Can water be too pure? Is too much water bad for you?
I've decided to install a water-filtration system in my house. As background, the EPA's attempt to reduce the nation's polluted air by introducing an additive into our gasoline supply has had the unintended effect of polluting the groundwater in the wells and reservoirs of 49 states. The culprit is methyl tertiary butyl ether (MTBE), a suspected powerful carcinogen. The better filtration systems remove MTBE, along with trihalomethanes, lead, mercury, lindane, atrazine, asbestos, benzene, and the microbiological contaminants cryptosporidium and giardia. My question is, can a filtration system work too well? Can water be too pure and thus deprive the body of needed minerals, such as fluoride?
A few years ago, I spent a month in the hospital. The nurses always kept a pitcher of water near the bed, so while I was there I sipped water all day long. Ever since, I keep water near me and drink it constantly. Is there such a thing as drinking too much water? I'm not talking about gut-busting, Guinness Book of World Records amounts.
Paranoid, are we? Then again, we used to think people who worried about getting trapped by high-rise fires were paranoid. The first question inspired a raft of barmy contentions on the Straight Dope Message Board, so it seemed to your columnist it was about time to cover the waterfront, as it were, and set the record straight. Taking it from the top:
Can water be too pure? Define pure. If (a) an organism requires a nutrient normally found in water and (b) filtering eliminates said nutrient, then sure, water can be too pure. Humans aren't dependent on water for any essential constituent of their diets other than H2O itself. However, a household water-filtration system can eliminate a lot of the fluoride added by your local waterworks to fight tooth decay — in systems using distillation, as much as 99 percent. Some people claim extra-pure water will cause vital minerals to be leached out of the body. Nonsense: under normal circumstances, you get all the minerals you need from food. But see next item.
Is it possible to drink too much water? Several comedians found it necessary to comment: Sure, you could drown! But the fact is, in extreme circumstances too much water can kill you, even if all you do is drink it. Kelly Barrett, a 43-year-old pediatric dentist from Littleton, Colorado, died of a condition known as hyponatremia after drinking too much water during the 1998 Chicago marathon. Hyponatremia, AKA water intoxication, occurs when the body's salt and water levels get dangerously out of balance, leading to swelling of the brain and leakage of fluid into the lungs. It can occur when athletes, hikers, etc., sweat heavily, losing both salt and water, but replace only water. Diagnostic signs: dizziness, disorientation, headaches, extreme fatigue, death. Prevention: salty snacks and sports drinks. So pass the taco chips and Gatorade, bubba, and let's get healthy.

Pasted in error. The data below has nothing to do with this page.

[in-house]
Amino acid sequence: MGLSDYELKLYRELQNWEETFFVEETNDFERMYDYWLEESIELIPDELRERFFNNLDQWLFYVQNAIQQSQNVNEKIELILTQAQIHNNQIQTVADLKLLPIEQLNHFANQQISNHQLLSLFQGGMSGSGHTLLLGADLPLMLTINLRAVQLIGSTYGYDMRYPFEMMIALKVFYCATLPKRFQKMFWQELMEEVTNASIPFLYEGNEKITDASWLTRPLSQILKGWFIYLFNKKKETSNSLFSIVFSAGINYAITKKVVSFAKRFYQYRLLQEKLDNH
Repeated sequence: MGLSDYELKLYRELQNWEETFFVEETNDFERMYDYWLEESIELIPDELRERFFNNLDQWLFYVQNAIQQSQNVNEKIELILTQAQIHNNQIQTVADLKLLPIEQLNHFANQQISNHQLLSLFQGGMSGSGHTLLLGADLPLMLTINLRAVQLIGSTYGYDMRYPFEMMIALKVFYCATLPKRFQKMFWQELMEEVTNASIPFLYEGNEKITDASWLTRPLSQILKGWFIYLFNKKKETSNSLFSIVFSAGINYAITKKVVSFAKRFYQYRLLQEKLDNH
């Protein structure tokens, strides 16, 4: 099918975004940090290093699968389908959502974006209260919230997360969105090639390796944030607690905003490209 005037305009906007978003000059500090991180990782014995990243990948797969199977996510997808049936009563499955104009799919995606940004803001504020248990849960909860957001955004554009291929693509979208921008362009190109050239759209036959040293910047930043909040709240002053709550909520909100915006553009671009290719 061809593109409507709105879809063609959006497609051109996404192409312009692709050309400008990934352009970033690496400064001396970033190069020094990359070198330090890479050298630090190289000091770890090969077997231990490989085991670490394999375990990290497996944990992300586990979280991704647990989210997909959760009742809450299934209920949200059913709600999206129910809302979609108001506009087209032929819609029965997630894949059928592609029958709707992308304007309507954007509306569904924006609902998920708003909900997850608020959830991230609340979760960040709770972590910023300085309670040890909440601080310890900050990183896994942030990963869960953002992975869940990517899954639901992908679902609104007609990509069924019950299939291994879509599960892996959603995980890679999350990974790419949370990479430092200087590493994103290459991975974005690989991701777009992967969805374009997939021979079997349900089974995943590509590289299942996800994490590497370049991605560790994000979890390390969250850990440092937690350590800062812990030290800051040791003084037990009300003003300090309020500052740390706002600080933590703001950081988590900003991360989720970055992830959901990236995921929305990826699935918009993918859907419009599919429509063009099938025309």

You're telling me MTBE, a chemical meant to decrease pollution, has actually increased pollution? Uh, yeah. MTBE was supposed to make gasoline burn more cleanly, resulting in fewer auto emissions. It did that. Unfortunately, it's also a suspected carcinogen that has contaminated drinking water supplies in many parts of the country due to leaking storage tanks and the like. In most cases the levels of MTBE detected aren't believed to be threatening, but the problem was recognized only recently, monitoring remains spotty, and the extent of the threat to the nation's water supply is not fully known.
Atrazine, asbestos, and benzene, oh my! Seventy percent of the U.S. water supply is severely polluted! What you need is the Acme Nano-Ionizing Water Purifier, only 48 easy payments of — Let's keep a level head, Jack. According to the EPA, less than 9 percent of community water supplies violated federal water-quality standards as of 1996. To check on conditions in your area, see http://www.epa.gov/epahome/whereyoulive.htm. Incidentally, lest you think bottled water is better, a four-year study by the Natural Resources Defense Council found that bottled water is poorly regulated, isn't necessarily cleaner or safer than tap water, and 25 to 40 percent of the time is tap water.
You're worried about fluoride being taken out? You should worry about fluoride being put in! Fluoride is dangerous! Fluoride causes cancer! Fluoride can — Whatever. Long a target of fringe groups, fluoridation is widely considered one of the great public-health achievements of the last century, having reduced cavities on the order of 50 percent and saved billions in dental care costs ($39 billion from 1979 to 1989, according to one study). That said, fluoride is only one of thousands of chemicals that have been introduced into the environment, and it'd be foolish to claim we understand the physiological effects of all of them. If you want to take a stab at filtering chemicals out of your water and doing so doesn't cost very much, why not?